Resource Topic: Mental health

Guidelines for Supporting Adults with a Developmental Disability in Long-Term Care Homes

About the Guidelines

The Ministry of Community and Social Services and Ministry of Health and Long-Term Care developed guidelines to support adults living with developmental disabilities who are applying to, moving into and residing in a long-term care (LTC) home. These guidelines provide important information about the developmental services sector, how to apply to LTC homes, and processes that impact LTC home residents.

The Guidelines for Supporting Adults with a Developmental Disability When Applying to, Moving Into and Residing In a Long-Term Care Home assist with improving services for adults living with a developmental disability who choose to reside in a LTC home. The guidelines outline the importance of planning, choice and consent, and for adults living with developmental disabilities to receive appropriate care and support services in LTC homes.

The collaborative creation of these guidelines and usage of them demonstrates an integrated and coordinated approach to care within and between the Developmental Services and LTC home sectors. A commitment to improving the social and health outcomes for aging adults living with a developmental disability is based on the principles of choice, community inclusion, and self-directed planning.

Honouring Grief and Increasing Resiliency

This webinar will appeal to team members working in long-term care homes. We will examine the impact  of working with individuals and families experiencing chronic illness, dying and death. and how to build compassionate and resilient teams.

Recognizing that grief is a naturally present in workplace, we will honour the simultaneous joy and suffering that may be present. Central to this discussion will be how to strengthen self-awareness and self-kindness and sustain meaning in your work.

This webinar was originally presented on December 7, 2018, hosted by the Ontario CLRI at Bruyère.


About the presenters:


Tara Cohen, MSW, RSW

• Program Manager – Champlain Hospice Palliative Care Program;
• Private Practice – Individual/Group Therapy

Tara Cohen is a Registered Social Worker who is deeply committed to supporting individuals in achieving their optimal quality of life, throughout their life journey. Working as Program Manager in health systems planning at the Champlain Hospice Palliative Care Program, Tara encourages collaboration, integration and wellness across a variety of settings and populations, using a trauma-informed care perspective and mindfulness. Her hope is to attend to the needs and suffering, of individuals and families, as they walk their unique and collective paths through life, including illness, dying and death.

 

Pamela Grassau, PhD, MSW, BSW
•Assistant Professor, School of Social Work, Carleton University;
•Lecturer, Division of Palliative Care, University of Ottawa;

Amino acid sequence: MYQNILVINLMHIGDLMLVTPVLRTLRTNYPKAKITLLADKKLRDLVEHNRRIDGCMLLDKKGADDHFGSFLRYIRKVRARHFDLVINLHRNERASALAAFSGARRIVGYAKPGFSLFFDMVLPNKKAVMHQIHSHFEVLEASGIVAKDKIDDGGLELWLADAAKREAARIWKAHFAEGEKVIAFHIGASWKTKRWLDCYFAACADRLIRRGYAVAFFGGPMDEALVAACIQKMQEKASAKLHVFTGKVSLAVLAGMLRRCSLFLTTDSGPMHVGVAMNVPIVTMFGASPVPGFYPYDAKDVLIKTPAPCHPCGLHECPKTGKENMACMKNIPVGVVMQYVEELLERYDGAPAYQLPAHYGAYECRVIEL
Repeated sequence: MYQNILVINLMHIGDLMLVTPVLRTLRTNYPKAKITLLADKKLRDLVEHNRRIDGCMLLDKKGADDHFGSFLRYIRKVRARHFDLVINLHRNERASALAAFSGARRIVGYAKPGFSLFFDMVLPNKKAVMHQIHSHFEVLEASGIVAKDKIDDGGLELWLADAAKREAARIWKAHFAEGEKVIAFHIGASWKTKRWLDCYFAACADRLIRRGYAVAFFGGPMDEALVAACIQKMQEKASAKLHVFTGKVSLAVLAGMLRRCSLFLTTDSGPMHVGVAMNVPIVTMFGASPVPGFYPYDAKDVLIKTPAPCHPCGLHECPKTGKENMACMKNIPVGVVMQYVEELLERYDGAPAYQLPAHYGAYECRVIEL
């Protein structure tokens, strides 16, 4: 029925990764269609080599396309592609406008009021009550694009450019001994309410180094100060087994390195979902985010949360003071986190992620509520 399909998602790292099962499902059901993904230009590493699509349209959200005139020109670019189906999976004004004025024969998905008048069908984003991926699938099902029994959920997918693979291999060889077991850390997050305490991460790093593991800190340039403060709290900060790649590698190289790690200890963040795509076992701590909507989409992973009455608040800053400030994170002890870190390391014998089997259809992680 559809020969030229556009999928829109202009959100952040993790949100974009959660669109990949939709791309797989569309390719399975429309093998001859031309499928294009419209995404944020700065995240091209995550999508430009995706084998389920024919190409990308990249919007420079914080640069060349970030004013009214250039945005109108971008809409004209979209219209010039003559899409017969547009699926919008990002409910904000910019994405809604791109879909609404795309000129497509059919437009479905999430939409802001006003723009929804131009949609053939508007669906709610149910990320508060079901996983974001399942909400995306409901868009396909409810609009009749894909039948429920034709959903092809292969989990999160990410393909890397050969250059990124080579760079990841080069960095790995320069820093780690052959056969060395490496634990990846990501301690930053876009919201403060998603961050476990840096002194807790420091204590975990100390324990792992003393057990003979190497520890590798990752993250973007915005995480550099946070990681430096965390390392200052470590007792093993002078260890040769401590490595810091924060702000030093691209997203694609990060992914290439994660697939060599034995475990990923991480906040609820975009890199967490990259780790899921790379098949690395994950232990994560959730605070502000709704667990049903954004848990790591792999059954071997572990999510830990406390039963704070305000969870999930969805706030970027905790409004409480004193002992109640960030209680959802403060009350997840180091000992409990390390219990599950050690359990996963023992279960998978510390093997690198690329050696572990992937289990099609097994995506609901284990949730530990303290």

•Affiliated Investigator, Bruyère Research Institute

Pam Grassau, an Assistant Professor in the School of Social Work at Carleton University, has been working with patients, families and care providers in palliative care education and research for the past 8 years. Focusing on families in end of life, and specifically mothers living with advanced illness and their adult daughters, her research focuses on care giving/receiving, life review, loss and legacy. A passionate believer in hospice, palliative care and in holistic relational ‘caring’ for all of us touched by advanced illness, end of life and bereavement, Pam’s works to weave self-compassion, narrative meaning-making, creative expression and transformative mindfulness into all parts of her life.

How to Screen Older Adults for Depression

Education Toolkit: How to Screen Older Adults for Depression using the Patient Health Questionnaire (PHQ)

This toolkit is designed as a health professions educational resource for educators seeking to teach healthcare staff and students on using the Patient Health Questionnaire (PHQ) to screen older adults for depression in long-term care.  The content of this education places specific emphasis on how to recognize signs and symptoms of depression, how depression is different from dementia, when and how to screen for depression using the PHQ-2, strategies to promote safety and wellness in persons with depression. Experiential learning techniques include the use of video simulations (found in Education Toolkit Part 2-3) for participants to practice and receive feedback using the screening forms. Slides, handouts and evaluation materials are also included for adaptation and use by the educator.

 

 

How to Screen Older Adults for Delirium

Education Toolkit: How to Screen Older Adults for Delirium using the Confusion Assessment Method (CAM)

This toolkit is designed as a health professions education resource for educators seeking to teach healthcare staff and students on using the CAM to screen older adults for delirium in long-term care. The content of this education places specific emphasis on how to recognize signs and symptoms of delirium, when and how to screen for delirium using the CAM, and strategies to promote safety and wellness in people with delirium. Experiential learning techniques include the use of video simulations (found in Education Toolkit Part 2-3) for participants to practice and receive feedback using the screening forms. Slides, handouts, and evaluation materials are also included for adaptation and use by the educator.